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Stephen J. Downs Headshot

Why I Want a Blue Button

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This morning my colleague, Dr. Carol Diamond of the Markle Foundation, appeared on the Today Show to talk about an initiative called "blue button."

As many have experienced, getting a copy of your medical records is rarely as simple as it sounds. The process often involves making multiple phone calls, having to fax in requests, paying photocopying charges and waiting - often as much as a few weeks. And at the end of the process all you have is a stack of paper - good for reading and for filing away, but not much else. But today, as more and more hospitals, pharmacies, and physician offices are adopting electronic medical records, the process should get better. Health care institutions in the vanguard of information technology and customer service are making it possible for their patients to review their records online. But not necessarily take them with them.

That's where the blue button idea comes in. It's a simple practice: when a patient logs in to her account, provide a highly visible, clickable button to download her records in digital form. As Dr. Diamond noted, the federal government has taken a leadership role in modeling this practice. The Department of Veterans Affairs started providing blue button downloads to all patients of the VA system back in August and the Center for Medicare and Medicaid Services has launched a similar blue button service for all Medicare beneficiaries. And their efforts have not gone unnoticed - more than 60,000 veterans have downloaded their medical data since the launch. The Markle Foundation has also worked with experts from consumer and patient groups, health care provider, privacy advocates and technology companies to develop a set of recommended blue button practices that ensure high levels of security and privacy.

So why does it matter? For starters, reviewing your medical records is a step towards better engagement in your health. You can learn more about your conditions, your lab results and the treatments you might be undergoing. You can use the records as a springboard to conversations with your doctor. But you can do that paper records. Why does digital matter? Two reasons: sharing and apps. Of course, when you get your paper records, you can always photocopy them and send them on to someone you'd like to review them. But we all know that it's so much easier to share digital information online. So when you want your uncle the doctor to help you interpret a result, or when you and your sibling want to discuss Dad's condition, it's easily done.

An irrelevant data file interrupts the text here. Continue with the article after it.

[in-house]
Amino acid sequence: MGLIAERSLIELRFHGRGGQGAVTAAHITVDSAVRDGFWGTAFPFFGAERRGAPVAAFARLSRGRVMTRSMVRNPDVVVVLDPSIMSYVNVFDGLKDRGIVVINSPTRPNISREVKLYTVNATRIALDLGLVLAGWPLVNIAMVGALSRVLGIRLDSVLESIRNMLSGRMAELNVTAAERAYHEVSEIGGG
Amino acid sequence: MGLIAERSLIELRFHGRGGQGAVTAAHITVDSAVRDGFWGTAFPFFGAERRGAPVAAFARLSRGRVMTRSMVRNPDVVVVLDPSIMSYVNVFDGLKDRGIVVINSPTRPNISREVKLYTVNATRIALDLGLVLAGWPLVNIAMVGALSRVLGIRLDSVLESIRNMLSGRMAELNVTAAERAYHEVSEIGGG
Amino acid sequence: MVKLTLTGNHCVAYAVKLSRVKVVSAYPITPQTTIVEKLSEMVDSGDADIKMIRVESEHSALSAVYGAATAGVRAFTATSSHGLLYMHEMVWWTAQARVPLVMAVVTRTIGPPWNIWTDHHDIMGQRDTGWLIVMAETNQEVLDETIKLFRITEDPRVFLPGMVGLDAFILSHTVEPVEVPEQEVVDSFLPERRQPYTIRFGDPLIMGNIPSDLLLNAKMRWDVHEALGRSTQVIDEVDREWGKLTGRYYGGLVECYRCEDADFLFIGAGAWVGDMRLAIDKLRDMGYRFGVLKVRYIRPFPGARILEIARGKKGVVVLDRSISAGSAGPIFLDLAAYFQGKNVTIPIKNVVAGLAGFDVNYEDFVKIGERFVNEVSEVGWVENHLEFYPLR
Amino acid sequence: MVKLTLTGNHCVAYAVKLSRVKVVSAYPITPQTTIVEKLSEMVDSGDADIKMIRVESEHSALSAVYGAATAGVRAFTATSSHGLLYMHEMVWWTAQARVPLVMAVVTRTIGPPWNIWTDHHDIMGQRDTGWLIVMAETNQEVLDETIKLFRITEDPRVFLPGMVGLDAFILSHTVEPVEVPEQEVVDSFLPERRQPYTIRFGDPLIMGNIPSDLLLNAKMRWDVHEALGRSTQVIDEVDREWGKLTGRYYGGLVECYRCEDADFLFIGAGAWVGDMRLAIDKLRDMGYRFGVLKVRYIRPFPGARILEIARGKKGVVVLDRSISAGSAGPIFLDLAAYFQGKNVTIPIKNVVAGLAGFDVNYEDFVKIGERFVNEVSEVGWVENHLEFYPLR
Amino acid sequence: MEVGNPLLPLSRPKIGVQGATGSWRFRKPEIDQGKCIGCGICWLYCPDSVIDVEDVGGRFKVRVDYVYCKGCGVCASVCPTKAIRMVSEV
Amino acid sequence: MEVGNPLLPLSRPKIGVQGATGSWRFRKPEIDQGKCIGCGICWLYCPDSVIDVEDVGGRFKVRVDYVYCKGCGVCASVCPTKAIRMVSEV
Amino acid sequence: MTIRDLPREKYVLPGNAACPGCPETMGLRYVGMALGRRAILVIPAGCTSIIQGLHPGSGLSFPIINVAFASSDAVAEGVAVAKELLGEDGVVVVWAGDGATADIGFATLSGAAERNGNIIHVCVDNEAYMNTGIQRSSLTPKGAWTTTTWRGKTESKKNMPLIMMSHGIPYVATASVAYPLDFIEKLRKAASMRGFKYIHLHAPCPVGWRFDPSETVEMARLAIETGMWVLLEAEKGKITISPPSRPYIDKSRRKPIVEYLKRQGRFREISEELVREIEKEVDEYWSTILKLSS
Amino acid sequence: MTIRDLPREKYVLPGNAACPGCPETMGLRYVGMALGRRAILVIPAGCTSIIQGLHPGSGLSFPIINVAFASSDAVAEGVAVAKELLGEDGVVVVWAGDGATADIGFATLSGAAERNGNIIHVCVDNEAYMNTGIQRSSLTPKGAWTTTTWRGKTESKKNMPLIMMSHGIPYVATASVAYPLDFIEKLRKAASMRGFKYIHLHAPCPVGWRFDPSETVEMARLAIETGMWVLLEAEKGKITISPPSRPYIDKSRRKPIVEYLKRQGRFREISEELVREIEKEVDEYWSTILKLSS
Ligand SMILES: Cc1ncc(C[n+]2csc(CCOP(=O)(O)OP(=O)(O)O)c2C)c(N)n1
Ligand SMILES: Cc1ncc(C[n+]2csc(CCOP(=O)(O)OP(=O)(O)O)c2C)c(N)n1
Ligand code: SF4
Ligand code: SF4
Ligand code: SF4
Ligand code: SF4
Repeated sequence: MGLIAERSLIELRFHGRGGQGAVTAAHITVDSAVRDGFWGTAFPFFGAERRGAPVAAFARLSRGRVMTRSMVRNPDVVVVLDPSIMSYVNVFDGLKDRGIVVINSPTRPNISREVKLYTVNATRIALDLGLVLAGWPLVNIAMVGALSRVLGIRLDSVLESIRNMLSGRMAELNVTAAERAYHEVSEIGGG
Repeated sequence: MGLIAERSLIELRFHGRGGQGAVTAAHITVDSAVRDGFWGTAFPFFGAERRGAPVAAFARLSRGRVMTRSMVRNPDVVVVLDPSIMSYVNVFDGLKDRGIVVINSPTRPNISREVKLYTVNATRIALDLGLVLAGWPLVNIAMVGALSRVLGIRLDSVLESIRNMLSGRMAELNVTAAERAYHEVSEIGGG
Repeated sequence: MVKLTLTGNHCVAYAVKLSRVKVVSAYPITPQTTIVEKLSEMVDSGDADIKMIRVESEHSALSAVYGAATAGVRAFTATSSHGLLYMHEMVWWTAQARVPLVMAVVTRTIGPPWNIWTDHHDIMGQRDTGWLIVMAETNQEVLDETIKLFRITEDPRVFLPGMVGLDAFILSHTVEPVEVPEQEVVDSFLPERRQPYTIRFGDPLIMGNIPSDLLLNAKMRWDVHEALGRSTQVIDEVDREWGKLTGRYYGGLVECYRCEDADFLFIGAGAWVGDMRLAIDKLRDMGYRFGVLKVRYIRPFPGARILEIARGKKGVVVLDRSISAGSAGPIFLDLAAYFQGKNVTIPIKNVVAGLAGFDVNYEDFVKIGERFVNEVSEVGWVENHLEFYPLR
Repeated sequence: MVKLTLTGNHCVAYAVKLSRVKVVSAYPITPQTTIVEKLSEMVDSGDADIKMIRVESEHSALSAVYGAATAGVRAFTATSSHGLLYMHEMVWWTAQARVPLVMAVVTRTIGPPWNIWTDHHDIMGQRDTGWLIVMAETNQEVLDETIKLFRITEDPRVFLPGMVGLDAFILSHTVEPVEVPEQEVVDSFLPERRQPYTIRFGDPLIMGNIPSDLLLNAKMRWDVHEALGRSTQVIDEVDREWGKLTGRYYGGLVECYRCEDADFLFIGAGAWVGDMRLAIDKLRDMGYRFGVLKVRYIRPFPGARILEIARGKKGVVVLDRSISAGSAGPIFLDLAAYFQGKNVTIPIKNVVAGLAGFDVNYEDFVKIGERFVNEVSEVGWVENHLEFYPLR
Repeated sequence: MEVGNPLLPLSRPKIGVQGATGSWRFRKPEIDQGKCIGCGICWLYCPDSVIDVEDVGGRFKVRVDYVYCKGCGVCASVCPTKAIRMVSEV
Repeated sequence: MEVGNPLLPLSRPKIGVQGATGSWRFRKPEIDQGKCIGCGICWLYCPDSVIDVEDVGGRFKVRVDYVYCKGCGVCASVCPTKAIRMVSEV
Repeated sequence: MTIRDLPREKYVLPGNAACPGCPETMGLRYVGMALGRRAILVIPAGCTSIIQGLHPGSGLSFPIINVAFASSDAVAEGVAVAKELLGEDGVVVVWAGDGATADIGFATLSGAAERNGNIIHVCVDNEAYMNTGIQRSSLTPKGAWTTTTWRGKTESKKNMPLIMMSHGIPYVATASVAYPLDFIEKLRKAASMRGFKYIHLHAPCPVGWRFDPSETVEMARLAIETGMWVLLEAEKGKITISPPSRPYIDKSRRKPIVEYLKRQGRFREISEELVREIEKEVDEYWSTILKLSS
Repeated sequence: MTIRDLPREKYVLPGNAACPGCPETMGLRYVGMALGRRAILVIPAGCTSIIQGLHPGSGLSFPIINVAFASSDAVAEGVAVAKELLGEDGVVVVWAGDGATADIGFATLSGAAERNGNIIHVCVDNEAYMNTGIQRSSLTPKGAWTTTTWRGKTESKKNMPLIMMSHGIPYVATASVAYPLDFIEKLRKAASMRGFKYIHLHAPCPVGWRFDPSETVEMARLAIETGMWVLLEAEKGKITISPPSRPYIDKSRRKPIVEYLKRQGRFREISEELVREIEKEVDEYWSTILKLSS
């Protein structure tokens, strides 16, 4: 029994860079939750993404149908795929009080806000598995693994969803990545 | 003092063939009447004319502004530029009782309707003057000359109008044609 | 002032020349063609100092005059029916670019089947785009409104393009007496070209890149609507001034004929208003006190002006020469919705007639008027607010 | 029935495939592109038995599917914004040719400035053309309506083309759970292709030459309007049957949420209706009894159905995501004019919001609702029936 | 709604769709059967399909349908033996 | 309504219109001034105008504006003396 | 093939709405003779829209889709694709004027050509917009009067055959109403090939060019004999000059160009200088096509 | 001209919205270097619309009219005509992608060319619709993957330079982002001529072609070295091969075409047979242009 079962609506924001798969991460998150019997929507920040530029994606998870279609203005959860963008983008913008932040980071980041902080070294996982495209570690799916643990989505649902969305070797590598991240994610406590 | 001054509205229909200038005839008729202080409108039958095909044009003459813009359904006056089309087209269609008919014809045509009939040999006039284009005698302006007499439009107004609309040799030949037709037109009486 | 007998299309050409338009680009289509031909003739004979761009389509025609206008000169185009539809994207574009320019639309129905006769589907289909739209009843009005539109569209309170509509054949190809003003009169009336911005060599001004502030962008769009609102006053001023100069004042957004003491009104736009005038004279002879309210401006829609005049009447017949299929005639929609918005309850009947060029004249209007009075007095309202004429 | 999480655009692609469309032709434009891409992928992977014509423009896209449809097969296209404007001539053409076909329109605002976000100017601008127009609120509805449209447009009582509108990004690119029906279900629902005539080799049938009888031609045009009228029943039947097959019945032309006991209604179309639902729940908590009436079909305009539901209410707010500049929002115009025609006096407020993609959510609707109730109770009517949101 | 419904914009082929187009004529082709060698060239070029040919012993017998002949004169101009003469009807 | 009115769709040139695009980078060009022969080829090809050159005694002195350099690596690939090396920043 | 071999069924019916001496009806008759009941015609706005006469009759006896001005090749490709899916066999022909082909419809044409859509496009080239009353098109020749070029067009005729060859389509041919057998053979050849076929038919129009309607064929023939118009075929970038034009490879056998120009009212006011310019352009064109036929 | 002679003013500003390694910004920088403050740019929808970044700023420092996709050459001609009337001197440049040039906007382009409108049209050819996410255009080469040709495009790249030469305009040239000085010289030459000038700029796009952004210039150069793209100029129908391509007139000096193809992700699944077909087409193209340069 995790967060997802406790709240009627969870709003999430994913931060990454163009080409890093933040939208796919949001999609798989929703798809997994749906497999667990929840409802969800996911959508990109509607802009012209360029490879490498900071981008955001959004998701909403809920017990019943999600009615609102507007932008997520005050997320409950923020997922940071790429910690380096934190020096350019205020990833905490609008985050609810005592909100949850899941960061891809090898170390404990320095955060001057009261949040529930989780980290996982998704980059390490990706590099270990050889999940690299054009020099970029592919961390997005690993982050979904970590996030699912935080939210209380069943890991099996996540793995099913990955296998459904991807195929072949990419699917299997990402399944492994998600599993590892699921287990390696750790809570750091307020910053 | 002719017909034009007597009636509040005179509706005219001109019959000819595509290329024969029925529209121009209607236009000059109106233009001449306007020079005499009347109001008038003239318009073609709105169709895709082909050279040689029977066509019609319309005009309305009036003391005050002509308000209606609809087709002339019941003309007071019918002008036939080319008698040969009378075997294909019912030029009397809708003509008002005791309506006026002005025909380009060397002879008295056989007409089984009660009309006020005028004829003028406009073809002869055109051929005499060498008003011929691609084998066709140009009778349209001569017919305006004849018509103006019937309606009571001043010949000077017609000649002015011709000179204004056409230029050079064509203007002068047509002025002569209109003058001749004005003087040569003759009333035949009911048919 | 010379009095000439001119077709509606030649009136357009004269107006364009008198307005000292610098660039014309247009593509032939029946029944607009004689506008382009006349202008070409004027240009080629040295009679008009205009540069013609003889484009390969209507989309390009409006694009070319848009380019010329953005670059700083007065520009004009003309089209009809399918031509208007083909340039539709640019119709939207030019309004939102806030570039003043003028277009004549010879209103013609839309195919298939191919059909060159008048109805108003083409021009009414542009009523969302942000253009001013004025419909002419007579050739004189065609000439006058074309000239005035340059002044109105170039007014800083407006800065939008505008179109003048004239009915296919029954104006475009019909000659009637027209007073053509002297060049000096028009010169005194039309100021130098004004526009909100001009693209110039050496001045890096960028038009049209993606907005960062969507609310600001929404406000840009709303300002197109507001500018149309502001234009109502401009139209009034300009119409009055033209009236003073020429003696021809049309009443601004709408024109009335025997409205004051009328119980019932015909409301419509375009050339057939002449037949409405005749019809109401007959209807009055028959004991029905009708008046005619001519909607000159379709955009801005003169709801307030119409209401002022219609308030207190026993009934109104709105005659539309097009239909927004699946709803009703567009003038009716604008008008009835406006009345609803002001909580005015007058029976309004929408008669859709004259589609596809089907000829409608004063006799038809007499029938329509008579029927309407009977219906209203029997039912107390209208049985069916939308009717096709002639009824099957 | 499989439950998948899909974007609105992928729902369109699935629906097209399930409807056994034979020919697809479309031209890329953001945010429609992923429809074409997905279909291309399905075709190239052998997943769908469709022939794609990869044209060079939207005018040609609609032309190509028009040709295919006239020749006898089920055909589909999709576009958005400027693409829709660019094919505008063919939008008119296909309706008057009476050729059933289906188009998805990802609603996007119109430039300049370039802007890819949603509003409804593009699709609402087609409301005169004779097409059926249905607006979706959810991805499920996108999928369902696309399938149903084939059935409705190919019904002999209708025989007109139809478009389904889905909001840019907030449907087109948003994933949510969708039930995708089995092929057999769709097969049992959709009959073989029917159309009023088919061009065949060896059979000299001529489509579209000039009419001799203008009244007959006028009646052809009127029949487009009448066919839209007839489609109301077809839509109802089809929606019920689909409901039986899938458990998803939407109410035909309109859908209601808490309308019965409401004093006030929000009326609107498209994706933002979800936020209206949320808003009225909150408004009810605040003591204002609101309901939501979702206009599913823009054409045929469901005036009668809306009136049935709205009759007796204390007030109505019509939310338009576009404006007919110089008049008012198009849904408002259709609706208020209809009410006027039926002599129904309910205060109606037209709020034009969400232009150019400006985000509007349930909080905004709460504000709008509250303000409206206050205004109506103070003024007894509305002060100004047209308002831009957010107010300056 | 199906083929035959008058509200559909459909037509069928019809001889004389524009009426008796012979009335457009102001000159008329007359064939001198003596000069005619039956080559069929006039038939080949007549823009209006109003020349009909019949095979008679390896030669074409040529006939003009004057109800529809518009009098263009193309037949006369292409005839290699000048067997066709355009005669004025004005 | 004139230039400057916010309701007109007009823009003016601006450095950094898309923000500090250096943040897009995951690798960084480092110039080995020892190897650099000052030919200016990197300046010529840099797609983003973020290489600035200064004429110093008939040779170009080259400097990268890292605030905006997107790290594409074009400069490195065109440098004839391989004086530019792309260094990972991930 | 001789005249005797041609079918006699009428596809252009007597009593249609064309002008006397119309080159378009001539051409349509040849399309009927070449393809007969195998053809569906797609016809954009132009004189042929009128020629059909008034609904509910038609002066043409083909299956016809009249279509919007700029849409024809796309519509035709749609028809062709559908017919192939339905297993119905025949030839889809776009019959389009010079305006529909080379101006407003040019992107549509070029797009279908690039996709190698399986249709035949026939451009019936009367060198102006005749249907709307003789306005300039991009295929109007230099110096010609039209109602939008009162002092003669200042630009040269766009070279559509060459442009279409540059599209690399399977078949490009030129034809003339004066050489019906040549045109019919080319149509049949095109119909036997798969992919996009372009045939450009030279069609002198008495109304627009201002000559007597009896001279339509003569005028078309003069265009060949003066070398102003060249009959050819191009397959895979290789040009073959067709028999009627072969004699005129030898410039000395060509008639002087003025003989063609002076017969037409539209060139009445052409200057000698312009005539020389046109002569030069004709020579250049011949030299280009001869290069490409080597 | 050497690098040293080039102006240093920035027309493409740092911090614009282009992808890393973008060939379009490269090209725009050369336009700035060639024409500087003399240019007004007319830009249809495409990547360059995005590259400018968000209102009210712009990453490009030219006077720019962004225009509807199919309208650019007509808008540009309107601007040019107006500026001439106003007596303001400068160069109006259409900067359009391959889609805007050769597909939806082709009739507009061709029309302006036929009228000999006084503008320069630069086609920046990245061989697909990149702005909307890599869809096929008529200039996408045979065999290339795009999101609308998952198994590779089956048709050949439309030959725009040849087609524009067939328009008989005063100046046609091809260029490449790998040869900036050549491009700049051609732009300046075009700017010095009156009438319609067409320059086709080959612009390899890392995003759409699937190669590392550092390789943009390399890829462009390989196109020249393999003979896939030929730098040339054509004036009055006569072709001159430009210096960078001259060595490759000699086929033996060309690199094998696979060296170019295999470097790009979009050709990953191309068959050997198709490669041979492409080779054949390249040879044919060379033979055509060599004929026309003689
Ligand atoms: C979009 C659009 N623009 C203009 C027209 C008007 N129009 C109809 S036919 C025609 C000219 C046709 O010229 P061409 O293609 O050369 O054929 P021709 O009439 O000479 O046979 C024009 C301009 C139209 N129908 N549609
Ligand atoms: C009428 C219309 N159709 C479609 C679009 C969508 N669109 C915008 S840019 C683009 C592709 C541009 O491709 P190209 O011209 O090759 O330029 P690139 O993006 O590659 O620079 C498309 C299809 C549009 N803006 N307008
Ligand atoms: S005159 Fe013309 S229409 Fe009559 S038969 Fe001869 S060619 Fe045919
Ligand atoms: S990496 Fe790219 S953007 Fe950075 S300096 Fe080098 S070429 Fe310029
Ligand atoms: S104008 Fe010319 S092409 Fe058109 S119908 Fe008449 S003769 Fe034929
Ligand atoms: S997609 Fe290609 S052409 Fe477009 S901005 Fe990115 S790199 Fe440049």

But the real power lies in the apps. We now live in a world where there really is an app for just about everything. There are 6,000 apps for the iPhone that focus on health and fitness. They help with day-to-day health-related tasks, like managing your diet, tracking your exercise, understanding your meds, or checking out your symptoms. But these apps are, by and large, ignorant of the details of your health that could make them smarter and offer you more value. Many of them, and many that will soon be invented, could be even better if they could draw upon the information contained in your medical records - to spot trends in your lab values and warn you when a trend is of concern; to correlate your moodiness with a new medication you're taking; or to remind you it's time order that prescription refill, to name a few.

And we've already seen that the data made available through blue button downloads will lead to new apps. Earlier this month, the Markle Foundation and the Robert Wood Johnson Foundation announced the results of the blue button Challenge, held as part of the Health 2.0 Developer Challenge. With only a modest prize, the challenge drew nine entries, including the winner, from Adobe Systems, which was a slick front-end for the VA's data, making it easy for people to read, share and discuss the information. It also included a set of tools and reminders related to medications. Another significant entry came from Microsoft, which built a way for blue button downloads to go straight into its HealthVault personal health record service, which provides access to more than 50 different apps. And this all happened over the course of a month. As blue button becomes much more widespread, we can expect to see more and more apps designed to take the data you can download and turn it into useful information and valuable tools you can use to manage your health.

The federal government has taken a strong step forward to give people access to their medical records. Now it's time for more in the private sector to do the same. I know I want a blue button on my doctor's Website. If you think this is a good idea - if you believe that people should be able to download their medical records, or if you would like your physician's office to make yours available, or if you have a totally different take on this question, please join the conversation on Twitter - send a tweet with your opinion and be sure to use the hashtag #bluebutton.